Stephen Spender, the son of a journalist, was born in London in 1909. He was educated at University College, Oxford, where he met W. H. Auden. Spender left university without taking a degree and went to Berlin in 1930. Poems appeared in 1933.
Spender took a keen interest in politics and declared himself to be a socialist and pacifist. In 1937 he went with the International Brigades to the Spanish Civil War. Harry Pollitt, head of the Communist Party, told Spender "to go and get killed; we need a Byron in the movement." Spender relived his experiences of the war in Poems from Spain (1939) and Runes and Visions (1941).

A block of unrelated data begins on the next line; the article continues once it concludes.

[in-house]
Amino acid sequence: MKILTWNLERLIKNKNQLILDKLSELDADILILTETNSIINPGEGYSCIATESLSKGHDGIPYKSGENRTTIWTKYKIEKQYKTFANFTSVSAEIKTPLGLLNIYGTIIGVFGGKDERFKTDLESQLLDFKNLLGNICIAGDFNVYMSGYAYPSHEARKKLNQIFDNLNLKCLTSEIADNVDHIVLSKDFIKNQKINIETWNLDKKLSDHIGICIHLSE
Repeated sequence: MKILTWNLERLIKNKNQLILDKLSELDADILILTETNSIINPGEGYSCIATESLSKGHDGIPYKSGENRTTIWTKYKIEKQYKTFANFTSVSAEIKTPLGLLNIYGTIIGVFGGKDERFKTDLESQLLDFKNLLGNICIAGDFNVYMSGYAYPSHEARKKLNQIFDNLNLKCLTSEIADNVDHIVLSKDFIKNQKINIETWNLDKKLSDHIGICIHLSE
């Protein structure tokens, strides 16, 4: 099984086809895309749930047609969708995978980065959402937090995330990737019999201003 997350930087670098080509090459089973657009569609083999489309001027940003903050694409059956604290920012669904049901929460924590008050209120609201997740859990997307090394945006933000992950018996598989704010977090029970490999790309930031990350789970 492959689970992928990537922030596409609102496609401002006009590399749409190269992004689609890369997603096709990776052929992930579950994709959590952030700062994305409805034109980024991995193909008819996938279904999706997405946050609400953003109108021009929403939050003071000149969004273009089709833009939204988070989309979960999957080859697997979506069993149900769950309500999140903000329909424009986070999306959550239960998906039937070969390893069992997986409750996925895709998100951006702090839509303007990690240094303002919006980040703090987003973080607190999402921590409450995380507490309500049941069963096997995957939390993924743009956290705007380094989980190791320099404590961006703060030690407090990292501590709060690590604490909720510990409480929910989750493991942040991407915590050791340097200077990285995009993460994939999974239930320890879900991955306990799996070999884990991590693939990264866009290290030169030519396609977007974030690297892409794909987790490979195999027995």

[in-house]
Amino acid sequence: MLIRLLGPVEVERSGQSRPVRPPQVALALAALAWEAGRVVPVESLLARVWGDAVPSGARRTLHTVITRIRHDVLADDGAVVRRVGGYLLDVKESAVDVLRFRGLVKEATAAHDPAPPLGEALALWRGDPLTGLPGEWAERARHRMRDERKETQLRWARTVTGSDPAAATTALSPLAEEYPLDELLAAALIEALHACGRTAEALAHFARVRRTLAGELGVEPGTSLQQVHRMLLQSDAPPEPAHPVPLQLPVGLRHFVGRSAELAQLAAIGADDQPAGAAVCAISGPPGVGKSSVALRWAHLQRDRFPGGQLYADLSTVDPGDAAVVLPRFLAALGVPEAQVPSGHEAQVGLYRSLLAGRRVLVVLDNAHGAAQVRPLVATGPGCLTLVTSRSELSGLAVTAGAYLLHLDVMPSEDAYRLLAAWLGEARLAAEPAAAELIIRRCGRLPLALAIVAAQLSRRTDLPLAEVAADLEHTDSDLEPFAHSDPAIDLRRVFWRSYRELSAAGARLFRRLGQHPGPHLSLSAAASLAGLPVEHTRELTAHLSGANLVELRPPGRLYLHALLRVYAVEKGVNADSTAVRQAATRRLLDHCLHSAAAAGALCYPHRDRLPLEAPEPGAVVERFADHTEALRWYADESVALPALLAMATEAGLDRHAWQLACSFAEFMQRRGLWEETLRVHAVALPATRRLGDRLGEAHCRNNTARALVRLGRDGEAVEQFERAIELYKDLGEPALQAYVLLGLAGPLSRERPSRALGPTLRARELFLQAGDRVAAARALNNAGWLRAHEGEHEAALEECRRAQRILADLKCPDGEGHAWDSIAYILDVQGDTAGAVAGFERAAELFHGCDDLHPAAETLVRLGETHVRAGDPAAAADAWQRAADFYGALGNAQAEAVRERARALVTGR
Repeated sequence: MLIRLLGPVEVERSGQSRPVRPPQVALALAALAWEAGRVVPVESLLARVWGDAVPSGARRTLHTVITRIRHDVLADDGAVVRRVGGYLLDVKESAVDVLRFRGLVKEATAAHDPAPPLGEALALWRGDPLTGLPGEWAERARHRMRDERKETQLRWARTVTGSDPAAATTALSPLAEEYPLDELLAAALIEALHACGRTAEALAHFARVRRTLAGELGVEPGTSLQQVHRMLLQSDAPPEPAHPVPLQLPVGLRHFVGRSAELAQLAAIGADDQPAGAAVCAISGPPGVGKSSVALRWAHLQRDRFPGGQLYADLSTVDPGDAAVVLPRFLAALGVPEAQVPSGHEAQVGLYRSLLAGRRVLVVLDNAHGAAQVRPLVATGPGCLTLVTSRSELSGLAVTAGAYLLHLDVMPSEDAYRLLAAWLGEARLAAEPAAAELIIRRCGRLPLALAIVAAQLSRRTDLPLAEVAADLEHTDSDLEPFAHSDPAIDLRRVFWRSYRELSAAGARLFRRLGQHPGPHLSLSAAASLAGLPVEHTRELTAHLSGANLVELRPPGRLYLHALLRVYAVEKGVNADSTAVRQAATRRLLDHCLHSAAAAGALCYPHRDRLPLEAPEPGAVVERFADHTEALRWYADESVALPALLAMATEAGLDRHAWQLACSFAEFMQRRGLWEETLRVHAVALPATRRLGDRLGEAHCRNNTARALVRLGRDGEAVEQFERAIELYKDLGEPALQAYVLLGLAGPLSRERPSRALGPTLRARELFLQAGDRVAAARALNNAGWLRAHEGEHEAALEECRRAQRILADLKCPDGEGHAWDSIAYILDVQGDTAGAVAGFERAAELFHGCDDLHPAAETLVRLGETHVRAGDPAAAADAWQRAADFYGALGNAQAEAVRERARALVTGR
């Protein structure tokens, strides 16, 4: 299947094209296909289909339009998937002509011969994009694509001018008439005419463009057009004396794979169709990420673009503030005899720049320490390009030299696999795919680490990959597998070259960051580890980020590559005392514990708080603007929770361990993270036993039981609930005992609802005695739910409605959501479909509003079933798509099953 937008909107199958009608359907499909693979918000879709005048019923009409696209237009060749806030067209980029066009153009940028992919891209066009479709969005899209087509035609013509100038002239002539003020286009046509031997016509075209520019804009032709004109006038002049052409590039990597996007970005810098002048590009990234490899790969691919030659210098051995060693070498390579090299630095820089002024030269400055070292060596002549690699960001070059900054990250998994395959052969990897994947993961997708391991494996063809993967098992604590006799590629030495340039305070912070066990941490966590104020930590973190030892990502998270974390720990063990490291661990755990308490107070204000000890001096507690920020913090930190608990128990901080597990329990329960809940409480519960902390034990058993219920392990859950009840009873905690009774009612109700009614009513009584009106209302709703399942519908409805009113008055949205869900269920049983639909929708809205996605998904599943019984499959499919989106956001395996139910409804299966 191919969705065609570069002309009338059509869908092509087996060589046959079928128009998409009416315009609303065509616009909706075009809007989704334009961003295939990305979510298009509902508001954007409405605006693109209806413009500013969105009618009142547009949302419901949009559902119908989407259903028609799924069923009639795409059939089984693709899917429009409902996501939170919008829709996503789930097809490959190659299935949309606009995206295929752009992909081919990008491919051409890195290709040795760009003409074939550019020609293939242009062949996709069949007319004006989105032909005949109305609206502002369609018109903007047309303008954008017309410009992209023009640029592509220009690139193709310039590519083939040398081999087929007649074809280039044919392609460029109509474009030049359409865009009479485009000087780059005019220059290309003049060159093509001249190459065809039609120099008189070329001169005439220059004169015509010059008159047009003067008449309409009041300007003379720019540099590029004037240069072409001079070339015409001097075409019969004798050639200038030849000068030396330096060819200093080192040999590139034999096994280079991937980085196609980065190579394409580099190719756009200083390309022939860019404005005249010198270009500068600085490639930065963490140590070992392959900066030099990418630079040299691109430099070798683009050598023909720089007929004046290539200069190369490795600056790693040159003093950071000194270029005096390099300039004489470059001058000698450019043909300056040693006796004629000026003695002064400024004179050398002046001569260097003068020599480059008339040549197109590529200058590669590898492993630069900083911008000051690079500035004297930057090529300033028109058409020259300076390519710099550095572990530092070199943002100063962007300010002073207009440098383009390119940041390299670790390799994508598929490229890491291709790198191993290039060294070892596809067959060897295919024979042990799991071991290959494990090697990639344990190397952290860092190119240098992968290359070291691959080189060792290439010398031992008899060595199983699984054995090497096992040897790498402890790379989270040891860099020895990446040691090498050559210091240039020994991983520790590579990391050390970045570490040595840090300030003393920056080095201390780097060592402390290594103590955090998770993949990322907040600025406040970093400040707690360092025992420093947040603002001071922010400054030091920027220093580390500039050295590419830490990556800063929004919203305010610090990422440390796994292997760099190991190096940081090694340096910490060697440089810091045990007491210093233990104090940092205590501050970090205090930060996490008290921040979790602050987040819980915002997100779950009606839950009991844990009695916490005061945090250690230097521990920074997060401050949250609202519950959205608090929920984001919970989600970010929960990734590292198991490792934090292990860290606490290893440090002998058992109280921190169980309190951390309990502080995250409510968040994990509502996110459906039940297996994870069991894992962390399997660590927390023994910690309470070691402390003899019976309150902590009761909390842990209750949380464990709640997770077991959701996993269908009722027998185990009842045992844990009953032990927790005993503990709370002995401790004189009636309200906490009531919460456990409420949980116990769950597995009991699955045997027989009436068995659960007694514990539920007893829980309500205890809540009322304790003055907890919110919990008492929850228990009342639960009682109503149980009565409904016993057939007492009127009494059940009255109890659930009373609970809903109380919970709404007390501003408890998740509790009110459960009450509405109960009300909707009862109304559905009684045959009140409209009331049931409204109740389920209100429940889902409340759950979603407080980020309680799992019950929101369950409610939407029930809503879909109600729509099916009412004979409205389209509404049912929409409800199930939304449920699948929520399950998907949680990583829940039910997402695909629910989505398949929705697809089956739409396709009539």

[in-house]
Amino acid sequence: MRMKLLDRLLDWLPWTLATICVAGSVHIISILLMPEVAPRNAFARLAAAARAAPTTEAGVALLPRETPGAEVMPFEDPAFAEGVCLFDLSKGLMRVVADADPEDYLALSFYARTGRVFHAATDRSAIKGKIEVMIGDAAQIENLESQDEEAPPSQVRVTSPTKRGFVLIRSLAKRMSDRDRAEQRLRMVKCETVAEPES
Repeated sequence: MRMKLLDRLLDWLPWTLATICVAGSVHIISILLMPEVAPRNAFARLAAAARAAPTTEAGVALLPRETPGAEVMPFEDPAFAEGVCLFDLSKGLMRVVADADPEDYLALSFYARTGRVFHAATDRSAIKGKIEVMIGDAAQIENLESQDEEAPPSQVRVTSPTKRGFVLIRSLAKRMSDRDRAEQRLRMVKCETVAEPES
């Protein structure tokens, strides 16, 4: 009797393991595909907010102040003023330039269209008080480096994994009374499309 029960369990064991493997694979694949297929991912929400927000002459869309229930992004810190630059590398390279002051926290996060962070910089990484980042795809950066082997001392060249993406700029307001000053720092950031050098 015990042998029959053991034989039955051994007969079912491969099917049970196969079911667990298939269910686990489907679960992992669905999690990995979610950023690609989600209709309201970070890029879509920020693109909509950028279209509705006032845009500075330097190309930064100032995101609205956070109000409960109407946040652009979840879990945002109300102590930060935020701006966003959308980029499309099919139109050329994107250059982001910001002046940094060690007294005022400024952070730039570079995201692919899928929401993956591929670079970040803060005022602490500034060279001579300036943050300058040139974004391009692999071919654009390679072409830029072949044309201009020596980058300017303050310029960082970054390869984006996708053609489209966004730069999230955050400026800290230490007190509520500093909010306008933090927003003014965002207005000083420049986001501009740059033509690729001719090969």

In 1941 Spender married the pianist Natasha Litvin. During the Second World War he enlisted in the London Fire Service. Spender also co-edited Horizon (1939-41) with Cyril Connolly and later edited Encounter (1953-66).
After the war, Spender joined Unesco as a globe-trotting cultural emissary. He also worked for the Congress for Cultural Freedom, for International PEN, and the British Council.
Books by Spender include Poems of Dedication (1947), The Edge of Being (1949), an autobiography, World Within World (1951), The Creative Element (1953), The Struggle of the Modern (1963), The Generous Days (1969) and Love-Hate Relations (1974).
In 1970 Spender became Professor of English at University College in London, a post he held for seven years. Stephen Spender died in 1995.